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Spain was among a handful of EU countries to start vaccinating children under the age of 12 on Wednesday, a move which has prompted controversy over whether the youngest members of society are taking an unnecessary risk to protect others, reports James Badcock.

Spain is planning to vaccinate its 3.3 million inhabitants aged between five and 11, with the stated aim of “reducing transmission within families, schools and the community, contributing to the protection of the most vulnerable groups in society”.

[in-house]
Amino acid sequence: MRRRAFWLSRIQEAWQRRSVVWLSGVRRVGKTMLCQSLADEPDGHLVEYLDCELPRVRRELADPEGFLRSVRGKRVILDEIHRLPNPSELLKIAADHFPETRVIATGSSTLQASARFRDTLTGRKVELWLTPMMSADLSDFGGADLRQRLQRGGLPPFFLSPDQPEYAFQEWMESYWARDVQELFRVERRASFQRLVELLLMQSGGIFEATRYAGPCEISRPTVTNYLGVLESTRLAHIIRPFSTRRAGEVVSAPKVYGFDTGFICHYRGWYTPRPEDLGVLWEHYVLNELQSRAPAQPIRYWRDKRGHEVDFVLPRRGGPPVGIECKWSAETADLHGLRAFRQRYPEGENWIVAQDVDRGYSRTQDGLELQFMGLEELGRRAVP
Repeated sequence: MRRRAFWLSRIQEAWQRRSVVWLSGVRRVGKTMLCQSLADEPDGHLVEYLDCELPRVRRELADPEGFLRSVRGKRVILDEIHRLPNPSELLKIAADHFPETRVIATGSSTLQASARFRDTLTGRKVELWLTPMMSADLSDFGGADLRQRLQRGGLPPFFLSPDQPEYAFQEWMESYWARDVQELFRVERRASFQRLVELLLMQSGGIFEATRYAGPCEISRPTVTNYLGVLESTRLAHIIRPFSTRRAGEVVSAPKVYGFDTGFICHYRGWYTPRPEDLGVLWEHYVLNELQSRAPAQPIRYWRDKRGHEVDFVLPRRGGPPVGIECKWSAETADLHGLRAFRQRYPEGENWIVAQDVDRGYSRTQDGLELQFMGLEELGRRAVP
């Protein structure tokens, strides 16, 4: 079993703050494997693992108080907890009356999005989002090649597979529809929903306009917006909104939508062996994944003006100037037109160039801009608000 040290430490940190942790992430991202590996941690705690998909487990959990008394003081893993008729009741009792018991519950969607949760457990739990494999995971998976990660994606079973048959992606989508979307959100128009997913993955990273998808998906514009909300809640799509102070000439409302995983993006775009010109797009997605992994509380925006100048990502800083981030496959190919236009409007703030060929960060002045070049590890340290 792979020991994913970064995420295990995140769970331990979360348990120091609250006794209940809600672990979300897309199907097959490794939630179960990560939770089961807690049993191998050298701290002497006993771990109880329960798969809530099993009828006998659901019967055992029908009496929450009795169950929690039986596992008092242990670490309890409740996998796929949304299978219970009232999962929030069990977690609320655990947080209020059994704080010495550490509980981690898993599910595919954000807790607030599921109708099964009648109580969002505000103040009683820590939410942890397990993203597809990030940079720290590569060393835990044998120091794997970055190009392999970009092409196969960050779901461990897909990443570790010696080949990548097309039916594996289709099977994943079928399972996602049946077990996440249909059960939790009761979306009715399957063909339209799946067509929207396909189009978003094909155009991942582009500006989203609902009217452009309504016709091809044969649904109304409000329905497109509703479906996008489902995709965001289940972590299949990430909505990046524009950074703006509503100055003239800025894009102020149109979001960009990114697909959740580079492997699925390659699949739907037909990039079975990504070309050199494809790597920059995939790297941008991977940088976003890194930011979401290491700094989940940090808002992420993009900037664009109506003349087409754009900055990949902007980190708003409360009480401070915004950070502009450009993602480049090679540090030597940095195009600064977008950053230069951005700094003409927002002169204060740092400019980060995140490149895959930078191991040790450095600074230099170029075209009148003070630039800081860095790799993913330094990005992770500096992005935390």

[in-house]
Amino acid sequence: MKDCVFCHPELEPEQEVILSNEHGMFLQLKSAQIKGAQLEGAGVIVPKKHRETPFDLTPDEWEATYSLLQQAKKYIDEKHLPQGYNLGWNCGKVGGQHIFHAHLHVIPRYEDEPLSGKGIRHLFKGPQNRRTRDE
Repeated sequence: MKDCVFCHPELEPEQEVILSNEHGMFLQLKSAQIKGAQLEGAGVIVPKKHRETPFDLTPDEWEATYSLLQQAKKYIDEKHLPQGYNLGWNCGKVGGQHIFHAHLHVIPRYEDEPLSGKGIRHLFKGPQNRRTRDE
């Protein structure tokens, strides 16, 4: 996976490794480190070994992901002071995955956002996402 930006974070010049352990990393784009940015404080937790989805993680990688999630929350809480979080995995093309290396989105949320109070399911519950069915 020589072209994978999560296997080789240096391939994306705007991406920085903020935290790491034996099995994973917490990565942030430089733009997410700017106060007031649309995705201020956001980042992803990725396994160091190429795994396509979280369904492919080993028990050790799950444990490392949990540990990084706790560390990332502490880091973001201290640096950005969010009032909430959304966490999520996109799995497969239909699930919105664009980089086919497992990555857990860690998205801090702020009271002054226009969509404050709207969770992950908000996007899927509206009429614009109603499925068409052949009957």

Opponents say it is unfair on healthy children, who run almost zero risk of suffering serious illness from a Covid infection.

“We are saying that we are going to vaccinate children to bring down infection rates. For me that is unethical and something we’ve never done before,” said César Carballo, an emergency physician from Madrid’s Ramón y Cajal hospital.

Children with underlying health problems will be prioritised, and most Spanish regions are starting the general rollout with 10- and 11-year-olds before working down.

The gap between the Pfizer jabs is to be eight weeks, allowing time to reach the entire target group with one shot as quickly as possible.

Italy, Greece and Hungary have also today started campaigns to vaccinate the under-12s.



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